3. Still other congregational members take apocalyptic language as figurative and as tied to a first-century world view that is no longer their own. They do not anticipate a singular event that will instantly transform the world. Instead, they believe God is constantly present, luring the world toward Realm qualities. The preacher can invite these listeners to participate with God in bringing about such realm-like life.

In each case, a preacher can help believers identify interpretive possibilities and identify what they gain and lose with each option, while pointing out that Jesus in all options calls the disciples, and empowers them, to witness faithfully to God’s ultimate purposes of love, peace, joy, and abundance. Coming to such clarity is a powerful way to prepare through Advent.

First Reading

Commentary on Isaiah 2:1-5

Michael J. Chan

Christians share a common theological conviction with the authors of Isaiah 2:1-5: Our most precious promises are attached to tangible realities like land, mountains, temples … bread, water, and wine.

In these concrete ways, God draws near to God’s people and to the world (compare to Exodus 25:8). Isaiah 2 describes a day when God’s promises to Judah — so often obscured by defeat, judgment, and historical circumstances — will be fully realized in history. It will be a day when glory outshines shadow, when joy extinguishes sorrow, when peace silences violence, when rebellion cedes to obedience — when faith becomes sight.

Isaiah 2:1-5 belongs to a body of texts associated generally with Zion, the Temple, and the city of Jerusalem (Psalms 46, 48, 78; Isaiah 11:1-9; 60-62; Hagar 2:6-9; cf. Revelation 21-22). While varied in their contours and claims, these texts are generally characterized by a common set of theological assumptions: (a) Yhwh is a king whose reign is cosmic in scope; (b) he has chosen Zion as the center of his reign over the world; (c) Zion serves as the center of God’s governance over creation, making Zion the axis mundi; (d) at Zion Yhwh establishes order by bringing chaos to an end.

The theology embodied by these texts is not only an Old Testament reality. The New Testament is also shaped by the theology of Zion, most especially in the book of Revelation (Revelation 21-22), which insists that Jerusalem is the bride of the Lamb (Revelations 21:9), and a destination for the nations of the earth (Revelations 21:24-27).

Israel was not at all unique in claiming that it’s capital city was the center of world governance. Many other cultures from Mesopotamia to Egypt made similar claims, especially in the royal propaganda of the ancient Near East. Israel adopts and adapts these traditions, utilizing them to speak about God’s promises to Zion and to David.

Canonically speaking, the word of promise in Isaiah 2:1-5 is embedded within prophetic oracles of judgment (see Isaiah 1:21-31; 2:5-22). In the prior chapter, the “holy” city of Jerusalem is accused of murder, rebellion, injustice, and corruption (Isaiah 1:21-23). And the texts immediately following Isaiah 2:1-5, claim that God’s people have forsaken God’s ways (Isaiah 2:6-9). In the first two chapters of Isaiah, then, Jerusalem is offered words of both judgment and salvation. These words of judgment, however, are not in contradiction to the promise of Isaiah 2:1-5. In fact, they are in service of it:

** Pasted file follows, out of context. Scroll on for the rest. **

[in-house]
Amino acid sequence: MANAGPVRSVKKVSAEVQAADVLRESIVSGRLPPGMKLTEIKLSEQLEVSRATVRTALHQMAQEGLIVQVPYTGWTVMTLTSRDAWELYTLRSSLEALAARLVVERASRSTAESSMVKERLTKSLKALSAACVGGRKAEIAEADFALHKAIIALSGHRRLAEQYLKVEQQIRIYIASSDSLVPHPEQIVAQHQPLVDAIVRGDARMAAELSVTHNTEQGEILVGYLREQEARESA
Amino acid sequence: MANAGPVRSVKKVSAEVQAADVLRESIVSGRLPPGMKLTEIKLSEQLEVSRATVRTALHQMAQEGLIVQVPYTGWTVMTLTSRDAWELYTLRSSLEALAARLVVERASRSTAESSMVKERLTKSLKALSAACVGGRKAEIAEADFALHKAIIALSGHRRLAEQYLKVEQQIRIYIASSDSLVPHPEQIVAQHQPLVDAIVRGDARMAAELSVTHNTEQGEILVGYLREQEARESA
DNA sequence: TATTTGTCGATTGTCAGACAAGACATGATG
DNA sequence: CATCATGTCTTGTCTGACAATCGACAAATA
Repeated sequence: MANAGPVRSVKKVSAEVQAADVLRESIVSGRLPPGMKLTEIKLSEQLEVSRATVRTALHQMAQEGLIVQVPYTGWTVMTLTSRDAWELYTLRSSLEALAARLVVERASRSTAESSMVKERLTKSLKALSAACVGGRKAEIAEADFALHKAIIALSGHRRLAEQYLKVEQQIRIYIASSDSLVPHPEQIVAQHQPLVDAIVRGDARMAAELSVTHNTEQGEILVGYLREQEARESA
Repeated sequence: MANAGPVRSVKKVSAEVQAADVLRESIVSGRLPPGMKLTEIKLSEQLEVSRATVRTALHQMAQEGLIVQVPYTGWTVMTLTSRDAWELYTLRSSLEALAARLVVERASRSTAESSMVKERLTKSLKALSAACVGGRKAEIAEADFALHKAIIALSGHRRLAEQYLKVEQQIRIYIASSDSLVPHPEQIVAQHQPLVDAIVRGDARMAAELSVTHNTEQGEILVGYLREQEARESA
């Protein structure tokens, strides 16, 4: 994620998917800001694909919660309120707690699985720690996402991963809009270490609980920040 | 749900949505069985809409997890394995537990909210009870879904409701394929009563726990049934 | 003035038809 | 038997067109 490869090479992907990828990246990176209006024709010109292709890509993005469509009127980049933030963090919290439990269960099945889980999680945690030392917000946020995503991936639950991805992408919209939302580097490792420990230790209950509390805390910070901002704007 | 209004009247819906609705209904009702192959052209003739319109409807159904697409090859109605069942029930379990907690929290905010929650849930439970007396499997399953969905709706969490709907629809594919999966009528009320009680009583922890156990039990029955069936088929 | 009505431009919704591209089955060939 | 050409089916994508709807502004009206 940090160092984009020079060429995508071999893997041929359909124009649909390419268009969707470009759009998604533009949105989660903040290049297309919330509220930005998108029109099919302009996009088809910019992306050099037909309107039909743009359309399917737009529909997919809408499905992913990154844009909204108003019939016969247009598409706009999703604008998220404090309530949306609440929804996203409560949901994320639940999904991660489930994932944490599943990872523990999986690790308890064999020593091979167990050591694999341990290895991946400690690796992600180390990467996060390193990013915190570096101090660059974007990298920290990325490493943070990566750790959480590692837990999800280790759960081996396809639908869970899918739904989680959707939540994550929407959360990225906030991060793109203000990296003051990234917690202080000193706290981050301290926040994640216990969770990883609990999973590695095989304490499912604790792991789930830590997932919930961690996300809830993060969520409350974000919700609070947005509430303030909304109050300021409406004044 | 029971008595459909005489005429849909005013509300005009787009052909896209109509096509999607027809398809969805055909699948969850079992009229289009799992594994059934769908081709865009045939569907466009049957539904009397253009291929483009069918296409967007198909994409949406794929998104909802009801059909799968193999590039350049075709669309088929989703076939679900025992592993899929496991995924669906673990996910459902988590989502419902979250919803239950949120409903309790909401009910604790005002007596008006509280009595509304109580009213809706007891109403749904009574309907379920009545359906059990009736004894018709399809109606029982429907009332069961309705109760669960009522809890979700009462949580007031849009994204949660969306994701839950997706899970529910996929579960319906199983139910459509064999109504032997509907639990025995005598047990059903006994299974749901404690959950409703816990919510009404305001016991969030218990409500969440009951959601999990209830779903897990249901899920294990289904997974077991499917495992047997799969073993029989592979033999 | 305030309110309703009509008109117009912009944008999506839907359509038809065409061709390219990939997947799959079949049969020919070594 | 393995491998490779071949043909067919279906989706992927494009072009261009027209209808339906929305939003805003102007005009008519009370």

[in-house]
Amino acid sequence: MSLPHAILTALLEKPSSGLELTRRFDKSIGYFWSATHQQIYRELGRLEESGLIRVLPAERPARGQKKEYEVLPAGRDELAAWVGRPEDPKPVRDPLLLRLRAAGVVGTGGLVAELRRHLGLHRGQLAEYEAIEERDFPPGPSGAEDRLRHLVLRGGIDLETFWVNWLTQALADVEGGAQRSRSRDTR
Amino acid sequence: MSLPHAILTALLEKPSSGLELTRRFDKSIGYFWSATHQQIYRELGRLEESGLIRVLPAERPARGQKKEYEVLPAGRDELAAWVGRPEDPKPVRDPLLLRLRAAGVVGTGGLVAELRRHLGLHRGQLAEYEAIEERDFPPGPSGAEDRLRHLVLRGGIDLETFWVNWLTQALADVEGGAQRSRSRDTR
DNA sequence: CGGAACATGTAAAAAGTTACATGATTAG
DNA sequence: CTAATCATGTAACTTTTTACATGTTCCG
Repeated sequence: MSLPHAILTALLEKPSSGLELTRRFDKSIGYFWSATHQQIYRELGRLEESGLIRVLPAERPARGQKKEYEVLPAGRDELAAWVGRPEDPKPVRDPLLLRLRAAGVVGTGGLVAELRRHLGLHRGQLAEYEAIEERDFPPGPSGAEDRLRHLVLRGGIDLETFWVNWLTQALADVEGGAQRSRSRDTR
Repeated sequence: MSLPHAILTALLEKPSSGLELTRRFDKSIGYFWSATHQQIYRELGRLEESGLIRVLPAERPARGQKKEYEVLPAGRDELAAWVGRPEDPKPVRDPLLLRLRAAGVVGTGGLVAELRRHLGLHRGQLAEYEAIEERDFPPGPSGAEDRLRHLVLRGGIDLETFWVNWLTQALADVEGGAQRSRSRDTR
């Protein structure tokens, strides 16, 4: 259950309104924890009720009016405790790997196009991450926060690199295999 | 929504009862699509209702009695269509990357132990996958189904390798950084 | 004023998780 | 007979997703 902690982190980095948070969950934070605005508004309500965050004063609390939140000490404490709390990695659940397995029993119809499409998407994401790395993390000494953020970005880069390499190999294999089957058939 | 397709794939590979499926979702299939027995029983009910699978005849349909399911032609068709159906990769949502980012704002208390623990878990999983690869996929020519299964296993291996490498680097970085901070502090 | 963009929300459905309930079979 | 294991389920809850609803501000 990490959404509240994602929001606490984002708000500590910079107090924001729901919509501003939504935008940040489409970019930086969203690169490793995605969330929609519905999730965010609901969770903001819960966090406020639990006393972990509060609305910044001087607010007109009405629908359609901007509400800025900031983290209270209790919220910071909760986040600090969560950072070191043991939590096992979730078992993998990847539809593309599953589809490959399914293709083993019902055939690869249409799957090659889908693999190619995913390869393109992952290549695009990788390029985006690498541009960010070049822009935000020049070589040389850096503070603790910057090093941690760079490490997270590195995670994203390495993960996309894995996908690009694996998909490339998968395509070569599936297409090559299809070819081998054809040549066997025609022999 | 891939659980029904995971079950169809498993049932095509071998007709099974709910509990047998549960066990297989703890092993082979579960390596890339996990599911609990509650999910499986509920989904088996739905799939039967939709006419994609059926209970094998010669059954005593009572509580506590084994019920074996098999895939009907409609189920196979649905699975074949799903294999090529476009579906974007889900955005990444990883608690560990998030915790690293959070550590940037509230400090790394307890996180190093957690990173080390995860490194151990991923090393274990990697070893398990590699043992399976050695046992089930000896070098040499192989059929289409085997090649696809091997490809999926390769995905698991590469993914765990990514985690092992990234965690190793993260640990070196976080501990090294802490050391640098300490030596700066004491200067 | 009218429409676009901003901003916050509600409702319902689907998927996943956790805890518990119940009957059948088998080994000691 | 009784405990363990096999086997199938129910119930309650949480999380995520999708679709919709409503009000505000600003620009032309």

Therefore says the Sovereign, the Lord of hosts, the Mighty One of Israel:
Ah, I will pour out my wrath on my enemies,
    and avenge myself on my foes!
I will turn my hand against you;
    I will smelt away your dross as with lye
    and remove all your alloy.
And I will restore your judges as at the first,
    and your counselors as at the beginning.
Afterward you shall be called the city of righteousness,
    the faithful city
(Isaiah 1:24-26).

In this text, promise and judgement are not contradictory realities: judgment serves promise, and contributes to bringing about the fulfillment of promise. The city of God will one day be transformed from alloy to pure metal. She will be a holy and magnificent magnet for the nations, but only after a season of judgment and refinement, when God will turn God’s hand against the city. God must first approach Zion in the form of an enemy before showing himself as the fulfiller of promises.

The promises in this text are utterly absurd when examined against Israel’s ancient history. The “mountain of the Lord” (i.e., the temple mount, known also as Zion) was never the most prominent mountain, even if one only considers nearby peaks (Psalm 125:2). The nations have never streamed to Jerusalem to learn divine teaching; Yhwh has yet to play the role of international conflict mediator; and the waging of warfare continues to afflict creation to this very day. Whatever realities this text speaks of, they exist primarily in the realm of promise and hope, not in the realm of reality.

Similar things could be said about the second advent of Christ, which we pray for longingly in this season. The church’s affirmation that Christ will one day return to change what we know by faith into sight is similarly absurd. Like the promises of God to Isaiah, the precious promises of Christ’s second coming — that truth will defeat falsehood (Revelations 19:11-21), that the dead will rise (Revelations 20:1-6), that the devil and his forces will be destroyed (Revelations 20:7-10), and that death itself will die (Revelations 20:14-15) — are hidden behind the tragedies of history.